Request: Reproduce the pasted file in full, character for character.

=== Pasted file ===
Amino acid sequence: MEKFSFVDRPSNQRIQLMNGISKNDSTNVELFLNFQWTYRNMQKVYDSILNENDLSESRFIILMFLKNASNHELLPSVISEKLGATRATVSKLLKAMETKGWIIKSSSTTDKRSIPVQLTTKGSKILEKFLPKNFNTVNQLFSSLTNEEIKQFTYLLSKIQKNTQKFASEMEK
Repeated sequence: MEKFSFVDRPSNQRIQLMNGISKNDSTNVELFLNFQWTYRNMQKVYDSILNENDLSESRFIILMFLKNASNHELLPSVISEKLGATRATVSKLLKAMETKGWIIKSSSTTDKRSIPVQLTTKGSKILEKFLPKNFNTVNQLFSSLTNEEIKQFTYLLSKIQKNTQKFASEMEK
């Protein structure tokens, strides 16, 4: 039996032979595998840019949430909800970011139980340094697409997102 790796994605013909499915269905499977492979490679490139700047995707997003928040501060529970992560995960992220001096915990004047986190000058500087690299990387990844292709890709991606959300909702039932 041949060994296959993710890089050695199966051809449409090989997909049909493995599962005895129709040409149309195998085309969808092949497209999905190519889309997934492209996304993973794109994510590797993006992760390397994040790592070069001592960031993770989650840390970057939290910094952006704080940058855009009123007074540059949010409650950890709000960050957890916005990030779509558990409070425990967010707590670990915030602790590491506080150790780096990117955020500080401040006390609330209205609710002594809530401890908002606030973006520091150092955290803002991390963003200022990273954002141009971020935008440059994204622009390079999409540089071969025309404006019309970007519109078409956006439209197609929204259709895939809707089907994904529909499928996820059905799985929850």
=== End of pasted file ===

Amino acid sequence: MEKFSFVDRPSNQRIQLMNGISKNDSTNVELFLNFQWTYRNMQKVYDSILNENDLSESRFIILMFLKNASNHELLPSVISEKLGATRATVSKLLKAMETKGWIIKSSSTTDKRSIPVQLTTKGSKILEKFLPKNFNTVNQLFSSLTNEEIKQFTYLLSKIQKNTQKFASEMEK
Repeated sequence: MEKFSFVDRPSNQRIQLMNGISKNDSTNVELFLNFQWTYRNMQKVYDSILNENDLSESRFIILMFLKNASNHELLPSVISEKLGATRATVSKLLKAMETKGWIIKSSSTTDKRSIPVQLTTKGSKILEKFLPKNFNTVNQLFSSLTNEEIKQFTYLLSKIQKNTQKFASEMEK
């Protein structure tokens, strides 16, 4: 039996032979595998840019949430909800970011139980340094697409997102 790796994605013909499915269905499977492979490679490139700047995707997003928040501060529970992560995960992220001096915990004047986190000058500087690299990387990844292709890709991606959300909702039932 041949060994296959993710890089050695199966051809449409090989997909049909493995599962005895129709040409149309195998085309969808092949497209999905190519889309997934492209996304993973794109994510590797993006992760390397994040790592070069001592960031993770989650840390970057939290910094952006704080940058855009009123007074540059949010409650950890709000960050957890916005990030779509558990409070425990967010707590670990915030602790590491506080150790780096990117955020500080401040006390609330209205609710002594809530401890908002606030973006520091150092955290803002991390963003200022990273954002141009971020935008440059994204622009390079999409540089071969025309404006019309970007519109078409956006439209197609929204259709895939809707089907994904529909499928996820059905799985929850």